creature of myth and fantasy


Creature of myth and fantasy, symbol of the imagination and creative spirit, the sea horse got its name from the ancient Greeks who called it Hippocampus (horse + sea monster). This benign sea-dwelling animal has a head with obvious equine features, but it derives its ‘monster’ aspect from its bony armour, its two eyes that are able to look in different directions simultaneously, and its prehensile tail that it uses to grip sea weed and other objects like a monkey. Quite coincidentally, the part ofthe human brain associated with memory is called the ‘hippocampus’, and perhaps for this reason the sea horse came by its association with the creativity.

The eyes of the sea horse – seeing independently of each other – have made it a symbol of vigilance. For many cultures, it represents grace and confidence.

Poseidon, god of the ocean, rides his chariot drawn by giant sea horses. Are white-capped waves visible at sea? That’s Poseidon and his teams of sea horses assessing conditions for sailing, cautioning sailors to ‘stand steady at the helm.’ The sea horse is also a symbol of strength, guidance and transformation.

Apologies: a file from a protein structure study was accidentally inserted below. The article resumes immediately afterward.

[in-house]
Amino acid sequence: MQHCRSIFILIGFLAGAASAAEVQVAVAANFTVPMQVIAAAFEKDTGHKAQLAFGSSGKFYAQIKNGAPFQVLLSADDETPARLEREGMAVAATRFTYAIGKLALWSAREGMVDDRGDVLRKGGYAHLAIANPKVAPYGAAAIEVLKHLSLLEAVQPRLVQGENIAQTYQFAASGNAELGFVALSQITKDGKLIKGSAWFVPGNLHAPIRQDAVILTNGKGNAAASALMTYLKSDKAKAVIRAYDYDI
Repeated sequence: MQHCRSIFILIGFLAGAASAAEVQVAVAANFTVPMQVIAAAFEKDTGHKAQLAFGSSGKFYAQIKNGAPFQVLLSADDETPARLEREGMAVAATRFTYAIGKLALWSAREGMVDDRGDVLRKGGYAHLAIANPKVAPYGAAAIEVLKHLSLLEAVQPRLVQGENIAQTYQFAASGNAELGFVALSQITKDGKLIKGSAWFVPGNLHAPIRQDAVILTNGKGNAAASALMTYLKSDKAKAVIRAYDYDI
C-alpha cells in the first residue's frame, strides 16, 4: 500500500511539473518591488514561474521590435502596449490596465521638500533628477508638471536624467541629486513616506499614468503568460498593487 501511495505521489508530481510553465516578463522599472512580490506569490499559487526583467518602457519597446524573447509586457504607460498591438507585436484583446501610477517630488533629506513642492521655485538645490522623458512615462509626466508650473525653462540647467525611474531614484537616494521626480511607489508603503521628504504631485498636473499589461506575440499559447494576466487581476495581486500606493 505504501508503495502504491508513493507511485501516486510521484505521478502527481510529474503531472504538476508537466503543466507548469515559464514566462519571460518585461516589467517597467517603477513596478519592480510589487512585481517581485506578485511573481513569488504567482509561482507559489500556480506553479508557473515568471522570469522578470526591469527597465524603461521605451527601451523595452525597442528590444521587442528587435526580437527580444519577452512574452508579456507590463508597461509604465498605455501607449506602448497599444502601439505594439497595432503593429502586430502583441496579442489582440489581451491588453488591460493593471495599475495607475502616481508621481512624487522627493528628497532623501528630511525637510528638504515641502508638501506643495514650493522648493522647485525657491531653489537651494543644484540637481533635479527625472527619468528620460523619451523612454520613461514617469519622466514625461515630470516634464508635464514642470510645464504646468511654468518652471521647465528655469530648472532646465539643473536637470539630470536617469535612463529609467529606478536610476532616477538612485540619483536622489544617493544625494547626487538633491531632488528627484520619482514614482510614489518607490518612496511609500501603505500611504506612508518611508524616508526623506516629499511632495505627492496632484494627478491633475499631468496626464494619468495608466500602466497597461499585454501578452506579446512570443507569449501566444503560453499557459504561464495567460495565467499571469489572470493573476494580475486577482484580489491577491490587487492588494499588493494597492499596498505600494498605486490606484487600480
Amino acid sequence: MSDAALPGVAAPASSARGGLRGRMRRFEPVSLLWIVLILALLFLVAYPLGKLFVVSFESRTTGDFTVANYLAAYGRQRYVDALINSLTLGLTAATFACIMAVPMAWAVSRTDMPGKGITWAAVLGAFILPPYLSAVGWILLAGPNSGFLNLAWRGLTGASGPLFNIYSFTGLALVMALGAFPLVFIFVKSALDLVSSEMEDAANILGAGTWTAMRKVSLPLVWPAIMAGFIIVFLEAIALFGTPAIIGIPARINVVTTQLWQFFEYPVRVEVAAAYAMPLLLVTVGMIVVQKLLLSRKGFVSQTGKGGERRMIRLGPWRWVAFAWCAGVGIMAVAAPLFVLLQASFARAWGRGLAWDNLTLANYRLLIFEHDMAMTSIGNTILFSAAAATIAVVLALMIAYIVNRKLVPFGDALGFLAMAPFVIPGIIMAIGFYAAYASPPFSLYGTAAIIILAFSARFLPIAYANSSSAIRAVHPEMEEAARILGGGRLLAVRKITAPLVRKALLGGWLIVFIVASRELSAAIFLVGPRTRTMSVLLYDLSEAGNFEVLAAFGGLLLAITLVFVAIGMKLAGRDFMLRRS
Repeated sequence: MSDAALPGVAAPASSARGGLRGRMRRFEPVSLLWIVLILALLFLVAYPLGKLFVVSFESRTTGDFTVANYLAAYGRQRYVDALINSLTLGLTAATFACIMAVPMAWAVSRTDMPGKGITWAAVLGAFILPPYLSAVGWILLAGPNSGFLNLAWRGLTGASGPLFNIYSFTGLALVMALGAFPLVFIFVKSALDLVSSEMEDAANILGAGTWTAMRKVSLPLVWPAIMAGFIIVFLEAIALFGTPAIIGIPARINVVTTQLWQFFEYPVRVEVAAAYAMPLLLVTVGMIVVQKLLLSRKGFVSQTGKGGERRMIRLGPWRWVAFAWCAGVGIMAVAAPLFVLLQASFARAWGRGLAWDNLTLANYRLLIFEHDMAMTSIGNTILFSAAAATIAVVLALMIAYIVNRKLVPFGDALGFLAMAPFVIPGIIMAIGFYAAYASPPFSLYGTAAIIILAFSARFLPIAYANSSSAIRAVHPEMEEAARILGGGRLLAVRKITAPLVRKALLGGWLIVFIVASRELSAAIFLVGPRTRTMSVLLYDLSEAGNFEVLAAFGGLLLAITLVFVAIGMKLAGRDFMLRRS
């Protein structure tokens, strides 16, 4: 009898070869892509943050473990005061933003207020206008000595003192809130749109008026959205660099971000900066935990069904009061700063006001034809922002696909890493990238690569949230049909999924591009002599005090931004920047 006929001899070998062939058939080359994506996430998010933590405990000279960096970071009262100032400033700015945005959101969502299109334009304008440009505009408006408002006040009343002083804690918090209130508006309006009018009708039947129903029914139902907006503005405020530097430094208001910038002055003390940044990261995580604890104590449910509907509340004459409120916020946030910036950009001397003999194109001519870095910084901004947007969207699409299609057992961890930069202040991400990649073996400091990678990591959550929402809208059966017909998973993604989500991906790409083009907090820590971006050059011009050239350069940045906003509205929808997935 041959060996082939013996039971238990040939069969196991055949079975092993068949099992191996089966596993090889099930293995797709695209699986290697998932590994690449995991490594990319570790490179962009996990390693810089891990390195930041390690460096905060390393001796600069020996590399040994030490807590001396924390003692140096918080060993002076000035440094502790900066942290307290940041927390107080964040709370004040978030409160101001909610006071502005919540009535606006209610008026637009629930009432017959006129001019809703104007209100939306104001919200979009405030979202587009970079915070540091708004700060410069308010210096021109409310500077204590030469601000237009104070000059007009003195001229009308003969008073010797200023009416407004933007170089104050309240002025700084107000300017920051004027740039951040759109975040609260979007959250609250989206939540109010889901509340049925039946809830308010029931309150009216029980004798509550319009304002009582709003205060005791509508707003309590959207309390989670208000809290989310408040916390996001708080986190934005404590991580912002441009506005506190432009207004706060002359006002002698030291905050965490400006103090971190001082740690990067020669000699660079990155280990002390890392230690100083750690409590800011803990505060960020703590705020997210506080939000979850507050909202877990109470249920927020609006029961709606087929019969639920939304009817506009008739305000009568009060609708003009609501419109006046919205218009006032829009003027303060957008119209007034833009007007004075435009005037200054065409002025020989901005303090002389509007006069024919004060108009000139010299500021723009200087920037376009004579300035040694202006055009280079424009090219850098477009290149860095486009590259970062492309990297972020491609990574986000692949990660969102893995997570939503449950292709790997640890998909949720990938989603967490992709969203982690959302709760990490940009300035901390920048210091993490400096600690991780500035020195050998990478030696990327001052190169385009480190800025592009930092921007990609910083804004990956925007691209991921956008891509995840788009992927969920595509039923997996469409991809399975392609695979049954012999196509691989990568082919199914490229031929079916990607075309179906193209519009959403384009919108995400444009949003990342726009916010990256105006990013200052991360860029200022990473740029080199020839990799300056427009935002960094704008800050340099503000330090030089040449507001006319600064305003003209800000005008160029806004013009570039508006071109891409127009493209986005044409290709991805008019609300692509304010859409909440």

In Irish Celtic tradition, the sea horse is known as the symbol of courage and forbearance at sea. The 16th century Irish heroine, Grace O’Malley, flew a sea horse flag on her seafaring expeditions. Her ancestors still fly the sea horse flag, today.

Tales of sea-nymphs riding herds of sea horses to rescue sailors in distress gave rise to the sea horse becoming a symbol of good luck for sailors. As an emblem of ‘safe travel’, the sea horse appeared on flags and ensigns. In 1748, an English frigate was named ‘HMS Sea Horse’.

Sea horses have been made into charms honouring fatherhood, since it is the male of the species that becomes pregnant. The female deposits her eggs in a pouch in the male’s tail, where they gestate for up to six weeks. For this reason, men may take on a sea horse tattoo when they become fathers for the first time. Otherwise, the sea horse tattoo is largely considered a female fashion statement, in part because it works well as a small design almost anywhere on the body. Its feminine, elegant, free-floating existence has earned it the connotation of ‘free spirit’.

Past civilizations revered the sea horse as a therapeutic animal with magical and mystical powers. Its image graced the tiles and mosaics in ancient temples and bathing places.

Sea horses range in size from a quarter of an inch to a foot. Their habitat is amongst the sea grasses and coral reefs of temperate tropical waters. It ‘snorts’ its food – tiny sea-shrimp – through its snout, passing the remains out through its fins. It is also known as the chameleon of the ocean, due to its ability to change colour when sensing danger, thereby blending in with its surroundings.

Zebra sea horses are so named for their black-and-white striped heads. Others may be white, amber, or brown.